New lockdown is hitting Poland (just as many other countries in Europe) and I can’t help, but wonder… why just about ten brands come to my mind with masks (or any other accessory that has something to do with provisional face-covering) for spring-summer 2021? I honestly though every third brand would do a mask, even the simplest one, without a commercial plot behind it. I realise brands and designers might not find mask aesthetically pleasing (I don’t, for instance), but it’s such a statement of our times, a symbol. An ultimate necessity, most of all. A sign that you’ve got a brain and care for others. Even one mask in the collection already makes a difference, brings this super important stance to the front. And this fashion month, it was so awkward to see all designers taking a bow in their masks, while the models were just out there, wearing clothes, as if it’s business as usual… here are some brands (a minority!) that at least tried to bite into the masks/face-coverings repertoire:
Imitation of Christ
(Ok, this isn’t a mask, but if you happen to forget yours… cover your face with whatever you’ve got! A turtleneck is very convenient).
So, here’s a reminder: please, please, please, MASK UP!
All collages by Edward Kanarecki.
In a pretty short time, Daniel Roseberry has pushed Schiaparelli – a haute couture maison – forward to an extent in which its ready-to-wear line finally makes sense. Roseberry’s flair for the fantastic absolutely works with Elsa Schiaparelli’s aesthetic, and in the spring-summer 2021 line-up he manages to negotiate the balance between the Surrealism that was the legendary designer’s signature and the everyday. Speaking over Zoom, he said he approached the new collection with “a renewed energy to focus on what I want to say here, to capture the irony and what Schiap was about. Her legacy still lives really large, and it feels really true to this moment.” The pandemic has upended fashion. Some designers and brands are sitting this season out or playing it extra safe, counting on pajama sets and tracksuits to carry them through. Not Roseberry. In the look book photos he took himself (it’s interesting that many designers choose to photograph their collections), and in the behind-the-scenes video the brand produced, that extroversion comes across most distinctly in Roseberry’s fabulous gilded jewellery: eyeglasses with enamel eyes in the center, masks that cover nose and mouth, fingertip talons, and even nipple buttons. Those little and big, wearable artworks took Instagram by storm. The clothes are nearly as provocative. See: the white button-down with hand-painted breasts on the front, the odalisque prints on a shocking pink and white pantsuit (studies of Manet and Degas that Roseberry did himself), and the broderie anglaise with Surrealist faces picked out. There’s also a pair of minidresses, one ivory, the other black, with big inverted volumes. Roseberry took no half measures with this collection, and in this time of uncertainty and anxiety, that kind of conviction is a real turn-on – something we’ve experienced as well at Jonathan Anderson’s extraordinary Loewe.
Collage by Edward Kanarecki.
Despite the name Daniel Roseberry gave his autumn-winter 2020 collection for Schiaparelli – the “Dreamer in Daytime” – the designer included some couture-like flourishes for evening, including a stretch-leather bodysuit worn with a full skirt with a cartridge-pleated waistband – athletic and easy to wear – and a silk faille party dress with detachable sleeves. “I love the idea of a modular ball gown,” he explained to the press back in March, reinforcing the idea that these clothes are designed to feel relaxed – “very chill.” And simultaneously precious.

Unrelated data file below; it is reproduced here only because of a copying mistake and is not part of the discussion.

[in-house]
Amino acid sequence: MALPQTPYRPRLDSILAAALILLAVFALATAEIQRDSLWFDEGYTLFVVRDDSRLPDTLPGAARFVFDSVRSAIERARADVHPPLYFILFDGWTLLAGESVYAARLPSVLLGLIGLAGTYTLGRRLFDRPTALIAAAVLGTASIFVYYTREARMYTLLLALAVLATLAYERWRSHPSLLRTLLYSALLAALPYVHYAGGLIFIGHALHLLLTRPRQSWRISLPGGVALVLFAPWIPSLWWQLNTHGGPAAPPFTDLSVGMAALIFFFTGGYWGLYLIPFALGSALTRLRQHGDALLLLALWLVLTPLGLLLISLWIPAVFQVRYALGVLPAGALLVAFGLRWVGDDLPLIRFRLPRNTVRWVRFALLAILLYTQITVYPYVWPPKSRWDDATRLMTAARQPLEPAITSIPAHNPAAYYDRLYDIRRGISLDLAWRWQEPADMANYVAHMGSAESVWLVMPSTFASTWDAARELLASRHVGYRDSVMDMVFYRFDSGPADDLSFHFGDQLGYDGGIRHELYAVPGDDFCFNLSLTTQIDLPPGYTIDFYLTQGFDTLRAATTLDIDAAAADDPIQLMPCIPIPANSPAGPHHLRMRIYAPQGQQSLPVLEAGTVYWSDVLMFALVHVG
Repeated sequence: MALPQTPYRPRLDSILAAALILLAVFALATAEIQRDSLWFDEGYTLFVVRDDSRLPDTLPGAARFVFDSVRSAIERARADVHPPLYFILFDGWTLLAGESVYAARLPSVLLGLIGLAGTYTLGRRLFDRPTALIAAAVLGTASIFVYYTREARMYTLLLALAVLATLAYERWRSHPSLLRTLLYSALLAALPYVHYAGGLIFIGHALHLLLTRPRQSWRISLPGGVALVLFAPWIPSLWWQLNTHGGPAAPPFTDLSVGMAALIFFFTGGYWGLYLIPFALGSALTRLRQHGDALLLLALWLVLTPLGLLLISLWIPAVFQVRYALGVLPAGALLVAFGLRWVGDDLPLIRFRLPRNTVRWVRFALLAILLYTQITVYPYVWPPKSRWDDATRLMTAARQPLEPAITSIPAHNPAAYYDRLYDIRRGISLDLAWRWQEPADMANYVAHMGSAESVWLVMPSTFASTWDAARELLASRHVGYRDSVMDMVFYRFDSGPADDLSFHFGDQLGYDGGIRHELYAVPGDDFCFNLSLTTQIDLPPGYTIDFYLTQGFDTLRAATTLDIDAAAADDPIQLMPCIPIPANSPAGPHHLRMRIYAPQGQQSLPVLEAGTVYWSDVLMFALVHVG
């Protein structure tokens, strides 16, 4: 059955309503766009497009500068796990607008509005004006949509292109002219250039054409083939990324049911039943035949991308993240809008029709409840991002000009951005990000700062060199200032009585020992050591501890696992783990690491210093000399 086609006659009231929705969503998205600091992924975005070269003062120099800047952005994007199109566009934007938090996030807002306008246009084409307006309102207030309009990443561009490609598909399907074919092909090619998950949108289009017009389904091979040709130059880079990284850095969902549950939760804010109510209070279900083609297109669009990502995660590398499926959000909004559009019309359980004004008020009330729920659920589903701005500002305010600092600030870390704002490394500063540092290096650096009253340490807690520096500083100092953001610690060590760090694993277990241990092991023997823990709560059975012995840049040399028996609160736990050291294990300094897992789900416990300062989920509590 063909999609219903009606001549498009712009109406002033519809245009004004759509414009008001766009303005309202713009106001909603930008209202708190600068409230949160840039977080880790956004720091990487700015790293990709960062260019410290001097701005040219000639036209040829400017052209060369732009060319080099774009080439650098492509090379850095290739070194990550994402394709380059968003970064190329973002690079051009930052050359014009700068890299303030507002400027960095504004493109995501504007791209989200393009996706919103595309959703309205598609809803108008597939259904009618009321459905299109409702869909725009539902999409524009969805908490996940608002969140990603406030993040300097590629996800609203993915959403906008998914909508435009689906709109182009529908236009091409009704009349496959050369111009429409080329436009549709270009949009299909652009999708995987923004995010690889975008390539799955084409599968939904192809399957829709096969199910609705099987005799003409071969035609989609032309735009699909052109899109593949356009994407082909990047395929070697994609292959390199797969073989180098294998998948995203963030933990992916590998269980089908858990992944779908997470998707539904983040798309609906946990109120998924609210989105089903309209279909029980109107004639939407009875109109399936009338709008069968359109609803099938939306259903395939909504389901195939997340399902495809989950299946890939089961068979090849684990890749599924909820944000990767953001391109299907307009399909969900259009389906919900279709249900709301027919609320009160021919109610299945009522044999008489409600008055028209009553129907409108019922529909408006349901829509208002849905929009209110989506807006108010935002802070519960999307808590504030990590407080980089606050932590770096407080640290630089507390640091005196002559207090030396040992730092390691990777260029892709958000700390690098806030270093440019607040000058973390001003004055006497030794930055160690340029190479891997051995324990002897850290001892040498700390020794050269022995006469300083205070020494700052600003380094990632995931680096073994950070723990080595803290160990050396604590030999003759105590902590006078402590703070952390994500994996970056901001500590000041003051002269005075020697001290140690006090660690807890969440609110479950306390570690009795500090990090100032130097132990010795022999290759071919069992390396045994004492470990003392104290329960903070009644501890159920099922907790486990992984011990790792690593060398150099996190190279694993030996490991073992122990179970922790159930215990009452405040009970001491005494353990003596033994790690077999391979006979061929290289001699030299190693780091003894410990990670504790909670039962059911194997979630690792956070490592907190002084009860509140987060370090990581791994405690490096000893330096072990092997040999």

Collage by Edward Kanarecki.
Comparing to his chaotic debut collection last June, Daniel Roseberry‘s take on Schiaparelli for spring-summer 2020 is sublime. S-U-B-L-I-M-E. For this couture line-up, the American designer decided to focus on the “double fantasy” of Elsa Schiaparelli’s style. He began planning the collection by looking at images of Elsa at work in her studio dressed in her inventive, but pragmatic daytime outfits. These he contrasted with “the incredible Surrealist parties that she used to throw – this idea of the woman who dresses for herself during the day but then there’s this duality at night where it becomes performative. I became obsessed with the contradictory personality, the introvert-extrovert idea,” he continued, “trying to embrace those two different extremes and remove all the middle, and do something that feels uniquely Schiap and personal.” Roseberry also looked at the designer’s 1930s friends and collaborators, including the minimalist Deco Moderne furniture and interior designer Jean-Michel Frank (for a daytime palette of cerused oak and parchment that he mixed with navy and cigar brown) and Alberto Giacometti (for the skeletal jewels and rhinestone “bone” embellishments that also referenced Schiaparelli’s own shocking padded jersey skeleton evening dress of 1938). Roseberry has had the opportunity to focus on tailoring (always important in Schiaparelli’s own work) and the collection opened with some stylish options for the couture client who actually works. The “psycho chic” day clothes, as Roseberry described them, morphed into evening pieces that evoked Schiap’s dreams (dreams that his program notes explained “were active, propulsive, exuberant, extravagant, rebellious, ambitious”) and nodded to Yves Saint Laurent and Christian Lacroix’s ’80s and ’90s couture work in striking ultramarine, scarlet, viridian, and of course the brand’s own shocking pink. Schiaparelli is finally back on its track. Roseberry is a wonder.
Collage by Edward Kanarecki.